Emirates: Emirates is more specific about its rules for carrying your drone batteries. Check out their dangerous goods and restricted items list first. You’ll see what battery sizes are allowed in your carry-on luggage.
Citilink: The airline has declared lithium batteries as dangerous and thus prohibited on planes. To get further information, click this link for more details.
Batik Air: Batik Air prohibits lithium batteries on all aircraft, as they fall under the dangerous articles section of their rules.
Singapore Airline: Singapore Airlines prohibits lithium batteries on all aircraft, in accordance with their guidance.
Lion Air: Non-removable lithium batteries exceeding -0.3 g or 2.7 Wh are forbidden. For further information, check this link.
Turkish Air: Lithium batteries can be carried as checked baggage according to the airlines’ rules. Click here for further information.
The website app.airmap.io displayed all of the restricted and banned zones. It might be a useful tool if you are unsure whether you are in a restricted area. Bali is highly drone friendly, so if you want to fly in a purple region (see below), simply follow the restrictions stated above and everything will be OK.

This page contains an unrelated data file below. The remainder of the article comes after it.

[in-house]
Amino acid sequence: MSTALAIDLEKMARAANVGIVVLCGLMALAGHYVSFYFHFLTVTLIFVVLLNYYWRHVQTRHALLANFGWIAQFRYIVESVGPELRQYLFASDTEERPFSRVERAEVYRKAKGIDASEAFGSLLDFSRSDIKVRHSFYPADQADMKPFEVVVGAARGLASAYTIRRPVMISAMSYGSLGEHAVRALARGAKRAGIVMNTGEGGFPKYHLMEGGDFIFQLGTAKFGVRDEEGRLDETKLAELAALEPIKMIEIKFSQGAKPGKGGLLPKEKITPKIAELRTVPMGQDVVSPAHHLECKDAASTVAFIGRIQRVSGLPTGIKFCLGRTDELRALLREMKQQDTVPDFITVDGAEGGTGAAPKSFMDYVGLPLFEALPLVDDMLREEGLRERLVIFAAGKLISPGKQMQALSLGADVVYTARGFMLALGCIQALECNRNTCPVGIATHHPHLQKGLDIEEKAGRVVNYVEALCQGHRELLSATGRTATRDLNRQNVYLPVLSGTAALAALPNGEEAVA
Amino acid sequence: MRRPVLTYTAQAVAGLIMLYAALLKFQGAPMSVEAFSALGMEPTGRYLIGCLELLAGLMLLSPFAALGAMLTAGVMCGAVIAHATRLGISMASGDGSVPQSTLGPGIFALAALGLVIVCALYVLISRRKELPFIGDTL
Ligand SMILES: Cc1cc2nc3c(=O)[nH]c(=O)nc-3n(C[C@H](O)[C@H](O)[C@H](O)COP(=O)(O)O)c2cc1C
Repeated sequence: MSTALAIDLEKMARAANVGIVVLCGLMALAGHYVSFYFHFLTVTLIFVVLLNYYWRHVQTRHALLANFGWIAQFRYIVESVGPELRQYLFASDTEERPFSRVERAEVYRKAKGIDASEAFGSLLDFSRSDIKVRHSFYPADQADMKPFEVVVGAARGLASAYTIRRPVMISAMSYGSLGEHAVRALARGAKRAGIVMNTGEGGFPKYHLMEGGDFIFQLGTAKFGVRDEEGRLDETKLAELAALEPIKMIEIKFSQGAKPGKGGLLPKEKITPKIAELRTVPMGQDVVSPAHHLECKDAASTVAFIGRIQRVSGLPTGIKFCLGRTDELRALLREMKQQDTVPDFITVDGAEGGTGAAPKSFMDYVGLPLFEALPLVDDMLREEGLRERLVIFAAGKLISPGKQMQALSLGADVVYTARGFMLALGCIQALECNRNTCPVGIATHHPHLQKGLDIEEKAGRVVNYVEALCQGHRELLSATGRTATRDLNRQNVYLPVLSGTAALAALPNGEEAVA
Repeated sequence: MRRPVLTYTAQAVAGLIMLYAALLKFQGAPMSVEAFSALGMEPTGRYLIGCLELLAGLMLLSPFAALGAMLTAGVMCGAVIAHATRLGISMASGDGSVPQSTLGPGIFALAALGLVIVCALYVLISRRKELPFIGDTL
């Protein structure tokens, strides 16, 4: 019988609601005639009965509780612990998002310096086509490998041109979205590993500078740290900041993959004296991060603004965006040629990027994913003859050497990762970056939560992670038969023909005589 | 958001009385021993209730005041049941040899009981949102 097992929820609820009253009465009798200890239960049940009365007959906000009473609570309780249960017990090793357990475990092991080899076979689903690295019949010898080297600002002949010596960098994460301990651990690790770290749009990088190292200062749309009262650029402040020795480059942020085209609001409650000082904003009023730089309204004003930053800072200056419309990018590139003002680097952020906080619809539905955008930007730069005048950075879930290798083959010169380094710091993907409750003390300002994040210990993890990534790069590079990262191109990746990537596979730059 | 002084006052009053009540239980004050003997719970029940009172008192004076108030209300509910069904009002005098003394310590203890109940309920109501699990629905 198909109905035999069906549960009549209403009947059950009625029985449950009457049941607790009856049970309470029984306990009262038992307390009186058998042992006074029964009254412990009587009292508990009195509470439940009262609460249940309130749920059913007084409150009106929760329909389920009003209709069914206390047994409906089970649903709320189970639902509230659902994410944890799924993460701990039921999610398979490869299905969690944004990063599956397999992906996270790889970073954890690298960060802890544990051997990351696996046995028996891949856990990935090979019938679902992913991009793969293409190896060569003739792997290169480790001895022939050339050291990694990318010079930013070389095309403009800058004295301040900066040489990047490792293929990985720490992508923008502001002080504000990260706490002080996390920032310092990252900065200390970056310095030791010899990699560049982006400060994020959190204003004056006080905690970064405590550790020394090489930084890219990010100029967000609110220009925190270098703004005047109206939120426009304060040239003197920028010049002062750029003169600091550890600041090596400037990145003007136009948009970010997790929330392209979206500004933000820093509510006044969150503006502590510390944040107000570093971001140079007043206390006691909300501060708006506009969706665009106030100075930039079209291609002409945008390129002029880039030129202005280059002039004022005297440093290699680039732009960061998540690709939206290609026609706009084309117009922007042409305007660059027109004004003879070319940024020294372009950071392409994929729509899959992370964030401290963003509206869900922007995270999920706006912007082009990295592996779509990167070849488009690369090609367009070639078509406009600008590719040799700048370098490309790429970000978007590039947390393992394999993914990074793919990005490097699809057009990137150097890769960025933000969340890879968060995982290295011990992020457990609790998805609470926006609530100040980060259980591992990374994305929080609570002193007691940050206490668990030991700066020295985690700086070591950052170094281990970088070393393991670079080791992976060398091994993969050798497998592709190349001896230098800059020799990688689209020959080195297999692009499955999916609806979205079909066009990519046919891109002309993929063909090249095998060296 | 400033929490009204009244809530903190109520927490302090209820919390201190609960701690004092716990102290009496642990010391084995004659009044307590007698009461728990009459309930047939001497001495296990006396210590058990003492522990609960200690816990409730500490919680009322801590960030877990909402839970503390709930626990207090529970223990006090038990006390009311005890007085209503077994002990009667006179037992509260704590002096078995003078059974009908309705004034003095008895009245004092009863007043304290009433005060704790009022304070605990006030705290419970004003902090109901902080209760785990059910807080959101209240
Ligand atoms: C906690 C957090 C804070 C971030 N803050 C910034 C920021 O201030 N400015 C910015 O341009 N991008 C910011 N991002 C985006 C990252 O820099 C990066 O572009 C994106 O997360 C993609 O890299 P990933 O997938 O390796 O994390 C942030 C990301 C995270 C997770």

purple = restricted airspace
orange = airport airspace
Yes, you can find other drone lovers in Bali! Get together, fly your drone, talk about new techniques and the best spots to go. Share your love for everything around your hobby and have a few Bintangs! (after flying, that is!)
Check Bali Drone Club (our group, in English) on Facebook as well as the new Drone Bali Club (in Indonesian – very similar name to our group, good people too) and of course Bali Drone Community (in Indonesian) to connect to other creative people on the island, ask questions, share your best footage and meet. You’ll find a lot of information about drone shops and repair places in Bali as well. Don’t be shy and engage with the community!
Here is a list of drone shops. We haven’t tested them all so it’s really up to you to pick one.
DJI Online Store
The most obvious one. There are no official DJI stores in Bali however purchasing your drone or accessories online works fine like in any country.
DJI website says: “As per Indonesian customs regulations, shipments with a customs value greater than $1500 will be processed under formal clearance. The customer will be required to provide a Tax ID No., Import ID No., Customs Registration No., and Power of Attorney information. Failure to provide these documents after 30 days will result in the shipment returning to its origin (RTO) or being abandoned.”
Tutbayur Store Denpasar
Jl. Pulau Salawati No.44, Dauh Puri Kauh, Denpasar
Digital 3 Store
Jl. Imam Bonjol No.500, Pemecutan Klod, West Denpasar
There might be more drone shops out there. Again, at Balishoot, we only use our long-time supplier Ibham for anything drone-related.